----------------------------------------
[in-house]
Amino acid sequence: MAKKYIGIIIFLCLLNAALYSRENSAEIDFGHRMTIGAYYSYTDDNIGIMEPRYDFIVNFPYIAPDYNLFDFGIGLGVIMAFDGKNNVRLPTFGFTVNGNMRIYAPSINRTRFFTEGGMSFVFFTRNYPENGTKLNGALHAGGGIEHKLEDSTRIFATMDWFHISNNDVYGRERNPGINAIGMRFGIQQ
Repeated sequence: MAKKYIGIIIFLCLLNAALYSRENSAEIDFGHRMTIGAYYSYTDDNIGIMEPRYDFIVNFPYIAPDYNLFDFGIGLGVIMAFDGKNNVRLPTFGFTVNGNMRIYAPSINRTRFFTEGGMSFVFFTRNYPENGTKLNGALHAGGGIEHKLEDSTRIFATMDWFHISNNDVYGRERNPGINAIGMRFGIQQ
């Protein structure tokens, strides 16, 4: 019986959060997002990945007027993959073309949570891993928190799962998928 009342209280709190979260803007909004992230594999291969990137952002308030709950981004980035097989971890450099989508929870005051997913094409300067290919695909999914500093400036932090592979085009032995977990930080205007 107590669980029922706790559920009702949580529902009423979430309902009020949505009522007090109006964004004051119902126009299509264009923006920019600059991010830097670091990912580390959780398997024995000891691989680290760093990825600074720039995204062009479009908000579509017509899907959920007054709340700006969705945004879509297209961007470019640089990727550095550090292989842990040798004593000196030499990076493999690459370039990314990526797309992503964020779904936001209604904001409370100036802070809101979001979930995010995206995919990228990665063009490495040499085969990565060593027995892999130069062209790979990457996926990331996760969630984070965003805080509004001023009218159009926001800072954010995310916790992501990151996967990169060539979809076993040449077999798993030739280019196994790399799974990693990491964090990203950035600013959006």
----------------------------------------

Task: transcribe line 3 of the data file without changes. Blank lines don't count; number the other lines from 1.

Repeated sequence: MAKKYIGIIIFLCLLNAALYSRENSAEIDFGHRMTIGAYYSYTDDNIGIMEPRYDFIVNFPYIAPDYNLFDFGIGLGVIMAFDGKNNVRLPTFGFTVNGNMRIYAPSINRTRFFTEGGMSFVFFTRNYPENGTKLNGALHAGGGIEHKLEDSTRIFATMDWFHISNNDVYGRERNPGINAIGMRFGIQQ